Like

  2. Those cream cakes we’re really nice, though we shared one between the two of us and our Slovenian friend who spent the entire day driving us around the country like an mad lady.

    The lake itself is just like you described, truly a must see location, and somewhere you really need to spend some time at just to sit by the water and feel the calmness wash over you.

    Like

  3. Oh my, I loved Bohinj! Bled was beautiful, true, but for the reasons you described – way too many people – I liked it but not loved it. Then I ended up in Bohinj, accidentally went all the way to the other side of the lake, and it was just amazing! There was not a single person around, the scenery was breathtaking and the water in the lake so clean! I want to come back, so badly, and you just made me dream of it more and more! 🙂

    Like

    1. I really wish I would have had more time in both places. Bohinj looked like an outdoor-lover’s paradise! I was dreaming about it when I wrote about it, too! Made me want to go back SO badly!

      Like

    1. Please send me the recipe when you figure out the vegan version!!! So. Good. And yes, so breathtaking. The entire country is breathtaking. Like it was plucked from a storybook!

      Like

  4. Unbelievable photos, I think the second lake is just as gorgeous as the first with those mountains in the background! What a combination (and fewer tourists is always a good thing in my opinion). Lovely stuff 🙂

    Like

    1. I am SO not a fan of crowds, but if you can find a little spot while visiting Lake Bled, the nature and beauty facilitate tuning out everyone else and just sitting and being in the moment. 🙂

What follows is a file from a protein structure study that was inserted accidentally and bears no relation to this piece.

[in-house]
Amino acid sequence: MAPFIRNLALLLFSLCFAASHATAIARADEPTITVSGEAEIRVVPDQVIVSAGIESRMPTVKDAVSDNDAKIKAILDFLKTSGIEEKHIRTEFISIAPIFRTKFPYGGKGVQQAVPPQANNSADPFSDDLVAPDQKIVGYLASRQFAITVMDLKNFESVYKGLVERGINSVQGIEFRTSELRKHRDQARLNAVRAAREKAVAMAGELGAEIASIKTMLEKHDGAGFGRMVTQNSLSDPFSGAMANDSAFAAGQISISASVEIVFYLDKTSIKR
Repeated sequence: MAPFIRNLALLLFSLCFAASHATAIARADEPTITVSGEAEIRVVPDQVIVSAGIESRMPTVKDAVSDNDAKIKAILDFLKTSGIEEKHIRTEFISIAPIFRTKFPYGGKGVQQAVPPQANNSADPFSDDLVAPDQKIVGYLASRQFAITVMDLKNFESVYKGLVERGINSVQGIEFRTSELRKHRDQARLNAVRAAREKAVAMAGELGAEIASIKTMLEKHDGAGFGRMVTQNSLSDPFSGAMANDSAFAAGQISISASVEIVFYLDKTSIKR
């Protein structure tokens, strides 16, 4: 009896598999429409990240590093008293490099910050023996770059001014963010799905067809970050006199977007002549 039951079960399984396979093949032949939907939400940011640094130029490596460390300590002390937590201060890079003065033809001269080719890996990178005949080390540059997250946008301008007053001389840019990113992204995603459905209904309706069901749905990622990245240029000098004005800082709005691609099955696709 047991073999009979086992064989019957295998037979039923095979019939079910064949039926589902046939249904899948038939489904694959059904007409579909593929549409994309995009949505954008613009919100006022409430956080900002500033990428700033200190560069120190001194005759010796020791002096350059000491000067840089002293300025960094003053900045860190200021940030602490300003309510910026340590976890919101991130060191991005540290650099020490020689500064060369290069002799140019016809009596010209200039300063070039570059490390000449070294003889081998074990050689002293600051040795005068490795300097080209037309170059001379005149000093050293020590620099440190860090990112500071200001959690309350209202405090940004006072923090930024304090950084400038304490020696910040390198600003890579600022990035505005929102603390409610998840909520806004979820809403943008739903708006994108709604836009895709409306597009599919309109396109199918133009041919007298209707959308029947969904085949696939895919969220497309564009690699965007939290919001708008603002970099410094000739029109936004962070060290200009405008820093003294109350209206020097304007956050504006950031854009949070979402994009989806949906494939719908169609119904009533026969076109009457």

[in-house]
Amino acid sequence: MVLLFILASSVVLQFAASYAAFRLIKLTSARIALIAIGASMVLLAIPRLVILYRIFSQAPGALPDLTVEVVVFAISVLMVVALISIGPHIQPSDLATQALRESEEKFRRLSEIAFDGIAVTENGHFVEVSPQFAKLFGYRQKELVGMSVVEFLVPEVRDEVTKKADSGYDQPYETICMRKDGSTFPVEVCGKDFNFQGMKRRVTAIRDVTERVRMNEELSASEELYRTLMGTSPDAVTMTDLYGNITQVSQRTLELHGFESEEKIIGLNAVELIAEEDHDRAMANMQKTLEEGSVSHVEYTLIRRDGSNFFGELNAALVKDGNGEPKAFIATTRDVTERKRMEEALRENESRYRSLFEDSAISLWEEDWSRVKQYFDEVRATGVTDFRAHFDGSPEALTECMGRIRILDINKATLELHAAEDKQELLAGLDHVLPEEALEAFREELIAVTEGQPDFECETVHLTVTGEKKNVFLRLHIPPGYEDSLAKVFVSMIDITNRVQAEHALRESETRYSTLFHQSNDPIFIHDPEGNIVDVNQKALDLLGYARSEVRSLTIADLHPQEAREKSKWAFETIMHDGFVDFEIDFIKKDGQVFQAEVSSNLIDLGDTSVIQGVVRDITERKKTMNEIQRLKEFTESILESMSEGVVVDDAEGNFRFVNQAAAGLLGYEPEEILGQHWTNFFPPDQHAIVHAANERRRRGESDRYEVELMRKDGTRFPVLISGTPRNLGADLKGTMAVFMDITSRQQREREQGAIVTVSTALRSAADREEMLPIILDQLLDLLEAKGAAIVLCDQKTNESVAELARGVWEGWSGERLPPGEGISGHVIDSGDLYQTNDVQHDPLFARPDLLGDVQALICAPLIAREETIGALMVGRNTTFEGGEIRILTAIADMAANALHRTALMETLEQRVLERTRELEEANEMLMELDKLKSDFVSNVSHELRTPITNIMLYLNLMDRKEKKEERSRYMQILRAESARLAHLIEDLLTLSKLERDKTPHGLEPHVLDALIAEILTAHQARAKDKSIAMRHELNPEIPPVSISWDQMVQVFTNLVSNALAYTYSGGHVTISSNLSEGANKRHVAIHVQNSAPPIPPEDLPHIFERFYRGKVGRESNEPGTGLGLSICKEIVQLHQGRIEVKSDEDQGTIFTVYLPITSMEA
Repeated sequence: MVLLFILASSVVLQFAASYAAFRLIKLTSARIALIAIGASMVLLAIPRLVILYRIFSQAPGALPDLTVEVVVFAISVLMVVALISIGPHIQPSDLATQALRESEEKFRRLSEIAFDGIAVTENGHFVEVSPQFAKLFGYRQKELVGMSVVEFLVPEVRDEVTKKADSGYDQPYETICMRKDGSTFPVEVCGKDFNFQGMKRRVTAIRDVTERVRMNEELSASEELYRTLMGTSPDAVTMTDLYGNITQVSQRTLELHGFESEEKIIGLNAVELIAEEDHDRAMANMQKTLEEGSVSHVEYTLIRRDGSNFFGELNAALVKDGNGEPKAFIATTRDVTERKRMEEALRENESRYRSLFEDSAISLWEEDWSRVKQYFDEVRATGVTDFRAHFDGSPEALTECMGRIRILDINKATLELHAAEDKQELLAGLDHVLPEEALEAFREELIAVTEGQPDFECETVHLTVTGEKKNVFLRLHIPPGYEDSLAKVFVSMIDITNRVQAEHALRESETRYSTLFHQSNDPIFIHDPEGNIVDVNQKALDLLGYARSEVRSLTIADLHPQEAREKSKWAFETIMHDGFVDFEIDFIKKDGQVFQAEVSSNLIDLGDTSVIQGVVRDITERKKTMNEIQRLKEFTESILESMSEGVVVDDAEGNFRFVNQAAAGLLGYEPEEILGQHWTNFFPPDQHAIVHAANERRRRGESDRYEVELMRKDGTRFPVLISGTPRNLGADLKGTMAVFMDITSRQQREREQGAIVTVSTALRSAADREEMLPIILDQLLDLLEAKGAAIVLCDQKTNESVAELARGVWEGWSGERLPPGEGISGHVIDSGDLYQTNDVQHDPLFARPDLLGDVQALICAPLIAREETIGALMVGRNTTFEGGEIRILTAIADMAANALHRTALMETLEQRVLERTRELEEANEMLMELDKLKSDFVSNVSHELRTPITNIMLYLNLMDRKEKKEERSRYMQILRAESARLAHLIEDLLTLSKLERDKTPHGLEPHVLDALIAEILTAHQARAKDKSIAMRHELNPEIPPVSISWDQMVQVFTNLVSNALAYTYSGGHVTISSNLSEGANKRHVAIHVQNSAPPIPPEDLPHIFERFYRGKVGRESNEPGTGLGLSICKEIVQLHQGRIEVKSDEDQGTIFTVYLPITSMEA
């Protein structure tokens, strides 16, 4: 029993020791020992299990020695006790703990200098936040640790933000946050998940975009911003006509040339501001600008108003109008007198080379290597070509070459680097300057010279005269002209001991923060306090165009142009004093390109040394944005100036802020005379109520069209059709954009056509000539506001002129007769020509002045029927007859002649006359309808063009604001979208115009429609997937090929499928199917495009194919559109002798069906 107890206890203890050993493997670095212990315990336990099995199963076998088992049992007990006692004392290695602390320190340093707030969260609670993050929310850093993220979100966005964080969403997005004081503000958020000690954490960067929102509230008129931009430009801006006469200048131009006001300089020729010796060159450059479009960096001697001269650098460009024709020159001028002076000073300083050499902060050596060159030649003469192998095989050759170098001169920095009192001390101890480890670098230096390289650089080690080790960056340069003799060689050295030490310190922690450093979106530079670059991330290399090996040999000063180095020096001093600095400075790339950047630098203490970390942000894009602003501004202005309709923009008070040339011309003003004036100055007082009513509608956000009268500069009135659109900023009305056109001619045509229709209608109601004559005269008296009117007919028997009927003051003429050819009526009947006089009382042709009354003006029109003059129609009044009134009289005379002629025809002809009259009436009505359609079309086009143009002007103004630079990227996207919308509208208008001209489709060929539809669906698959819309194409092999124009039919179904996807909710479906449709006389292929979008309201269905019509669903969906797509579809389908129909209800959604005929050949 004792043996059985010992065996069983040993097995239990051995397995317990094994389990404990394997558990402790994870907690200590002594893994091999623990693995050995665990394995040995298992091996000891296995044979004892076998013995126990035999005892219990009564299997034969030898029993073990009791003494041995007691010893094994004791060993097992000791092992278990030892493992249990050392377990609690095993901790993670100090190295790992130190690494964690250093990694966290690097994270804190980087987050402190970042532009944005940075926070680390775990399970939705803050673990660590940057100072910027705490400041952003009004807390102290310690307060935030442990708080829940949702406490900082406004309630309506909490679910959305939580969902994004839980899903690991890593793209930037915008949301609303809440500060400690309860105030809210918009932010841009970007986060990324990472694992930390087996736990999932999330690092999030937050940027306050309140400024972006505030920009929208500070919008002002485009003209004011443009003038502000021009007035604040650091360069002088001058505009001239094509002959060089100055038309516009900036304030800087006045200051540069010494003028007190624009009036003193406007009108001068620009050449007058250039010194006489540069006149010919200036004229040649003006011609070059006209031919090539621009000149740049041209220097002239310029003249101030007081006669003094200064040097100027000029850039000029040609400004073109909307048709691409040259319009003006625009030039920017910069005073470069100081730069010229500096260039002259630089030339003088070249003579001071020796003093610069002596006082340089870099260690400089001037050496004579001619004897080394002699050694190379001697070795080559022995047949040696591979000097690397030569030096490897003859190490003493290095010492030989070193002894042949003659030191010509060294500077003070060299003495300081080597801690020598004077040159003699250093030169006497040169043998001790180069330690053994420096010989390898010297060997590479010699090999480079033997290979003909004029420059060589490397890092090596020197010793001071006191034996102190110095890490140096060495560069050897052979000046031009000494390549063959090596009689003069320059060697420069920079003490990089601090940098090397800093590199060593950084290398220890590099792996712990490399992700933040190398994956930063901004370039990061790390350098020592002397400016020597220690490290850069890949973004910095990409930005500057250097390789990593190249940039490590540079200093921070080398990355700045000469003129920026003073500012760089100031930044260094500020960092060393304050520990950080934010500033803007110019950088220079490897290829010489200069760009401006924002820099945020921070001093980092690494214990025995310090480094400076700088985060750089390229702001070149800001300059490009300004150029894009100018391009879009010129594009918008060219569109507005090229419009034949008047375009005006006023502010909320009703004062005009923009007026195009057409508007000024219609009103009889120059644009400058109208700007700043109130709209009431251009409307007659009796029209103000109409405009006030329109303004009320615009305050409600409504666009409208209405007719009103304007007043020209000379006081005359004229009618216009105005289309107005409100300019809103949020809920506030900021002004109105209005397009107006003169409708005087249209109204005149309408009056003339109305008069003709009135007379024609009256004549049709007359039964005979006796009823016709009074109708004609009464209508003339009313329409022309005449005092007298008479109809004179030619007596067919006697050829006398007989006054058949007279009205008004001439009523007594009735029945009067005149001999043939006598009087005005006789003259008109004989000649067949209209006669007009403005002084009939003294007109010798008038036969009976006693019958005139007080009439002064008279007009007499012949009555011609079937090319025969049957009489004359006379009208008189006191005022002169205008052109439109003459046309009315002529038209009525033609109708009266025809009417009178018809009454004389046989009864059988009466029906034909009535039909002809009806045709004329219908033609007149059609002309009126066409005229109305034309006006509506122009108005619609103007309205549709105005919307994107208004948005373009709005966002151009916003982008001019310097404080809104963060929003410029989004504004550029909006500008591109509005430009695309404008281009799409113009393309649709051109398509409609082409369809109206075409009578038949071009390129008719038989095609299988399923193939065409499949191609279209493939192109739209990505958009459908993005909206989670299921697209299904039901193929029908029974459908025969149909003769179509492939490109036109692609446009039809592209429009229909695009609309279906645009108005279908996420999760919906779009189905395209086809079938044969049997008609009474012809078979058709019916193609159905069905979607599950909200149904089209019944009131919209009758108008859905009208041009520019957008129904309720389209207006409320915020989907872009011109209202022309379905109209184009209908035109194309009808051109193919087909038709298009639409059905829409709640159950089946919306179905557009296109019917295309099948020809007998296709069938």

Like

  5. This is really one of the most stunning lakes that I’ve ever seen. Peaceful, enjoyable and breathtaking. You can either just walk around the lake (it is very easy to access its many small beaches) or you can decide to rent a boat. You will definitely NOT regret it. It costs 15 euros to rent a boat for an hour. I strongly recommend doing that.
    Also, if you don’t feel like walking around, just have a coffee or a cake in one of the cafés and enjoy the view.
    I wish I could rent or even buy one of those houses by the lake and spend more time there. Bohinj definitely is one of the best places to see in Slovenia!

    Like

  6. Great post! I also prefer lake Bohinj to Bled.

    There is quite a lot this little gem of a country has to offer, isn’t there?
    If you ever run out of travel ideas you are welcome to check out my blog. There are even some other cool places under the label ‘Slovenia’, that you might want to put onto your list for your next visit. 😉

    Have fun, keep travelling and don’t stop blogging about it!

    Like

    1. There is so much Slovenia has to offer. I cannot wait to go back and see more. It is truly a gorgeous country! And, thanks for the offer. I will check out your stuff!

      Like

Leave a Reply

Fill in your details below or click an icon to log in:

WordPress.com Logo

You are commenting using your WordPress.com account. Log Out /  Change )

Google photo

You are commenting using your Google account. Log Out /  Change )

Twitter picture

You are commenting using your Twitter account. Log Out /  Change )

Facebook photo

You are commenting using your Facebook account. Log Out /  Change )

Connecting to %s